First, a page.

The Advantages of Growing Green Beans

, written by gb flag

A bowl of beans

If you're leafing through the latest seed catalogs looking at all the different types and varieties of bean on offer, you may be having difficulty choosing which will meet your needs and suit your garden conditions. We have several excellent articles on about beans, for instance extolling the virtues of Beans for Drying, Yard-Long Beans and Broad Beans - but for me, the staple bean in my garden is the bush bean.

Growing Bush Beans

Bush beans grow to maturity in the blink of an eye, so they're great for those of us with relatively short growing seasons. They do need warmth though, so to ensure they get off to the best start I sow the beans individually in modules or paper pots under cover to give them the protection and temperatures they need and to protect them from slugs and mice. They can then be planted out once they have their true leaves and have been hardened off.

Bush bean seeds

Bush beans hate cold soil, so to warm it up I lay down a sheet of clear plastic several weeks before planting. This has the dual benefit of encouraging a rash of weed seedlings to germinate – they can then be hoed off, leaving you with clean soil to plant into.

Once the beans are planted out, it's essential to make sure the beans don't get caught by unexpectedly cold weather (they need temperatures of at least 12 degrees C/54 degrees Fahrenheit to grow) but due to their short stature it's easy to pop a cold frame or row cover over the little plants.

Pigeons can strip seedlings bare, so growing bush beans under netting while they're young is a sensible precaution.

Make several successive sowings to ensure a long harvesting season. Bush beans are actually faster to begin producing pods than the climbing versions, so even if you prefer to mainly grow pole beans it's worth putting in a row of bush beans for an earlier crop.

Like most vegetables, they thrive in fertile, moisture-retentive yet well-drained soil, but they will fix their own nitrogen and rarely need any supplemental fertilizer – an occasional foliar feed of seaweed and regular mulches of grass clippings is sufficient.

Bush bean seedlings

As they're so diminutive, sturdy supports aren't needed, so DIY skills and materials aren't necessary for a successful crop. If the beans are trailing on the ground, push a twiggy stick into the soil next to each plant to give it something to lean on. It's also a good idea to grow bush beans in blocks rather than rows, as the close spacing means that the plants will support their neighbors to some extent and help to keep the beans aloft.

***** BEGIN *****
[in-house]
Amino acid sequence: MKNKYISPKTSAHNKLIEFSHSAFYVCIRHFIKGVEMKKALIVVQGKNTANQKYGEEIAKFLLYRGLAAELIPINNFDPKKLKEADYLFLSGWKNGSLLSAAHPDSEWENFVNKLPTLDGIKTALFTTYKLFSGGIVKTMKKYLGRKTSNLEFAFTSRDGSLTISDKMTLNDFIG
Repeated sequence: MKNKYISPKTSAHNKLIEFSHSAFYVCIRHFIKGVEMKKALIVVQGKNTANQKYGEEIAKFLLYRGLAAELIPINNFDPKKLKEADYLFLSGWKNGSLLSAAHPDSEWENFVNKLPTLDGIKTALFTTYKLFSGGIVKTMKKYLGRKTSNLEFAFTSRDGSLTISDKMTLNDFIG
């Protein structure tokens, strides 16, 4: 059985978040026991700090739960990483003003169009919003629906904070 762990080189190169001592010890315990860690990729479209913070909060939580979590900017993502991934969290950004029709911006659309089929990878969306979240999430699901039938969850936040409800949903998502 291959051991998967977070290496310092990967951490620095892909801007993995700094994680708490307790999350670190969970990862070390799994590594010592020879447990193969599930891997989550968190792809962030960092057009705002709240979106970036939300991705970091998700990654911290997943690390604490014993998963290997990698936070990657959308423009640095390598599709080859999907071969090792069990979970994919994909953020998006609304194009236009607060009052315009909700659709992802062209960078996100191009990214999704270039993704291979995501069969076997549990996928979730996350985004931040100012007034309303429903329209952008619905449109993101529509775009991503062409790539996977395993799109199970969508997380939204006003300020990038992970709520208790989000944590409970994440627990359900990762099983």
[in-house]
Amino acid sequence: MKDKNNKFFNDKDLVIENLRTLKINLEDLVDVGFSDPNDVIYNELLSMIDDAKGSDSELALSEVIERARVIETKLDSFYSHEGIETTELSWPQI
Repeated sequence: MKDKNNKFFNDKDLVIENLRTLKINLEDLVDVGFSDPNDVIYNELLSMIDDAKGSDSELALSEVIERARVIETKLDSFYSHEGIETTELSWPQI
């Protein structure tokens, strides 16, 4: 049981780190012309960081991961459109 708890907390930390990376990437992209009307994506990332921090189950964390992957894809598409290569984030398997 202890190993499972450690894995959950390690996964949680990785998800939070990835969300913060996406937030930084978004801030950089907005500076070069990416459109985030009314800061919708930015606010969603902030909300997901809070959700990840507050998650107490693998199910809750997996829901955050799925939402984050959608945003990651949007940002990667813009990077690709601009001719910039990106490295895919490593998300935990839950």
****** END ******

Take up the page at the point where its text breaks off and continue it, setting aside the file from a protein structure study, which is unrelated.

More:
High-Yielding and Delicious Bush Beans

While pole beans tend to produce the highest yields, their shorter relatives can be very prolific too.

Harvesting every two or three days is essential to keep the plants producing new pods, and each plant can keep producing for several weeks. To avoid becoming well and truly sick of your delicious homegrown beans, stick them in the freezer instead. The usual advice is to blanch them first, but I'm very lazy in the kitchen and I have to admit that I don't bother. Perhaps my palate isn't very sophisticated, but I've never noticed a difference in taste between blanched and non-blanched frozen beans (the same goes for peas).

To keep things interesting, why not try purple podded varieties, which also have attractive purple flowers, or yellow ‘waxpod' varieties. The color unfortunately drains from purple beans when they're cooked (which does however provide an excellent guide showing when they're ready to eat!), but yellow ones retain their cheerful coloring.

Bush bean flower

If they do get away from you and the pods begin to dry out on the plants, don't despair – the semi-mature beans can be shelled and eaten, or you can dry the beans fully to store for winter use.

Wind-Resistant Bush Beans

The number one most important factor for me though, is the size of bush bean plants. Not their spread – pole beans could take up less space on the garden floor – but their height.

Pole beans can reach more than 2.4m/8ft in height, but the bush varieties are less than 45cm/18in. My garden is on an exposed hillside facing directly into the prevailing wind, so any plants that grow there need to be able to cope with being bashed about in the all-too-frequent gales.

Taller vegetables get torn to shreds, and supports can end up strewn across the garden, but my bush beans are easily sheltered by a row of nasturtiums clinging to a mesh fence that's little more than knee high.

When dreaming about what type of beans to grow next year, by all means try out pole beans, fava beans, yard-long beans or any other type that takes your fancy – but don't forget about the humble bush beans which, for the minimum of effort, will reward you with an early crop followed by a summer of plenty.

By Ann Marie Hendry.

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Show Comments


"I love growing dwarf Borlotti beans. The beans are so pretty and I can protect them under hoop netting. Last year I planted them together with sweetcorn and courgette (zucchini) also known as the 3 sisters - traditionally with pumpkin. "
Moya on Tuesday 3 February 2015
"Where's the benefits?"
Queen Shore the SeaWing on Tuesday 1 October 2019
"They main advantage of growing bush/dwarf green beans is that they're shorter than their climbing counterparts, so they're less likely to be damaged by wind and can be more easily protected from cooler temperatures. "
Ann Marie Hendry on Wednesday 2 October 2019

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